But one library in particular: the Waterloo Public Library. I spent years here as a child listening to stories and checking out as many books as I could. Most of which were returned. Most of which incurred a fine. Some fines were bigger than others... such as the fine I paid when I returned home from studying in Glasgow, and got a new library card. Apparently there was a book overdue from sometime in my high school days.
How lovely, then, to see that the library featured The Last Wave in their promotional flyer. Also, how great is it that, in with all the adverts for big screen TVs and washer-dryers, there's an advert for the library?
Delighted that the Toronto Star included The Last Wave in their holiday reads round-up.
Great to see The Last Wave included in this round-up up women who shake things up. Check it out the Toronto Star.
"Novels where women shake things up — from the social order to family dynamics to pioneering new ground."
"Something I admire about this novel is Gillian Best's commitment to the difficult. Best does offer her reader a resolution at the end – one that's only partway, but true in the way that life offers few full resolutions."
Read Jade Colbert's full review here.
It was GREAT being back up in Scotland, and wonderful to meet fellow debut novelists Helen McClory and Ever Dundas for a chat about first books. If you weren't able to join us in person, you can have a listen to the post-event podcast here. You'll also be treated to some great chat from some Nasty Women, and other folk from the festival.
Big thanks to the delightful Peggy Hughes for organising the festival.
Nice shout out here from Metro News Canada.
The Last Wave, Gillian Best (26 July 2017)
It’s no surprise that Canadian-British author Gillian Best, a self-declared seaside enthusiast and lifelong swimmer, has set her assured debut novel near water. The epic family tale, which takes place in Dover, England, follows more than 60 years in the life of Martha, a tough-minded woman who goes on to swim the English Channel 10 times. The ocean is an escape for Martha; the real drama takes place as she navigates relationships with her family. Due out at the end of August, Best’s novel also heralds the last wave of summer beach days.
I had the absolute pleasure of chatting with Alissa Santiago at Girth Radio when I was back in Toronto in August. We talked about all sorts: swimming, writing, The Last Wave, and I got some great tips on places to buy bras (always handy!).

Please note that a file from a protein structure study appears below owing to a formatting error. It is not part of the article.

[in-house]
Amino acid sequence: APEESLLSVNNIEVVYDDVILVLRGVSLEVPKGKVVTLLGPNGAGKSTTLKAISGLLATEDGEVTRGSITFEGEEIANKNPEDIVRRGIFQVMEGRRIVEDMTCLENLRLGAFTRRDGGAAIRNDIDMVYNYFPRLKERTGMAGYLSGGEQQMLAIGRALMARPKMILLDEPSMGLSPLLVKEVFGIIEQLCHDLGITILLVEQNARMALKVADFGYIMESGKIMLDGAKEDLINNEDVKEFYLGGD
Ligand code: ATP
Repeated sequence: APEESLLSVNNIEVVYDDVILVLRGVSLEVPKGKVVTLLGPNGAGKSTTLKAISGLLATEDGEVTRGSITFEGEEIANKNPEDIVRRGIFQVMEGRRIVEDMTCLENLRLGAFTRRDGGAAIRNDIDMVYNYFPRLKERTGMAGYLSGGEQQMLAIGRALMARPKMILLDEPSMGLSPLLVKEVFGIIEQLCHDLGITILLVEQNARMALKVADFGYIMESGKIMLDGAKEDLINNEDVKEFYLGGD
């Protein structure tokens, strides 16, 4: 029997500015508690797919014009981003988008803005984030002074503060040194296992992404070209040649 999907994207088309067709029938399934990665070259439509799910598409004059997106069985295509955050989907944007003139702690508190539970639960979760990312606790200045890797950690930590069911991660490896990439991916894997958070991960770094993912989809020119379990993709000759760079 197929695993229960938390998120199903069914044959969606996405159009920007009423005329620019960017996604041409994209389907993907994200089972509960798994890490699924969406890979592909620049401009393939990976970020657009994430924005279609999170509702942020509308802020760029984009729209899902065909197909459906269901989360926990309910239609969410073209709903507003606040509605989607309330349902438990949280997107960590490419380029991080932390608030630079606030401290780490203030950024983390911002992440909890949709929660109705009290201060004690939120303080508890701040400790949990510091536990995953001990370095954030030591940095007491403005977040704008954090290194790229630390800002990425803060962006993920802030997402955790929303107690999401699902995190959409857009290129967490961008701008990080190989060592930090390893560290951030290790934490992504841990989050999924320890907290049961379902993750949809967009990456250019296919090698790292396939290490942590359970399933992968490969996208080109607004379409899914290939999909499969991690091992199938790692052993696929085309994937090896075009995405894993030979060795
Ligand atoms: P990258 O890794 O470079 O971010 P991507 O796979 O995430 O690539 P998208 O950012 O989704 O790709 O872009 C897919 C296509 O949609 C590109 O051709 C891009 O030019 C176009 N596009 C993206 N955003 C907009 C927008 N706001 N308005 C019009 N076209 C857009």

Have a listen here.
If you find yourself up in Dundee, and at loose ends on Saturday 21 October, come along to First Writes. I'll be there along with the extremely talented debut novelists Helen McClory and Ever Dundas.
Official blurb below:
Join us for readings and chat from these three fantastic new voices.
In Flesh of the Peach, Scottish First Book of the Year winner Helen McClory paints a beautiful and painful portrait of a woman’s unravelling, combining exquisite, and at times experimental, prose with a powerful understanding of the effects of unresolved loss.
The Last Wave by Gillian Best is a wholly authentic, tragicomic portrait of family life as it is buffeted by sickness, intolerance, anger, failure and regret, soaked in empathy and salt water.
Ian McEwan’s Atonement meets Guillermo del Toro’s Pan’s Labyrinth in Ever Dundas’s extraordinary debut Goblin, an utterly beguiling historical tale with an unforgettable female protagonist at its centre.
When: Saturday 21st October, 10am
Where: Bonar Hall
Tickets: £3, concession £2
I woke up this morning to find this lovely review of The Last Wave on This Mom Reads.
"This was a really emotional read. I found myself tearing up more than once. Martha’s character is far from perfect and I may not have agreed with every decision she made, but I think that is why she resonated with me. She is a woman guided by her passion for swimming and the sea and it takes precedence over everything in her life, including her family.
I highly recommend checking out The Last Wave if you are a fan of character driven novels or looking for a thoughtful read."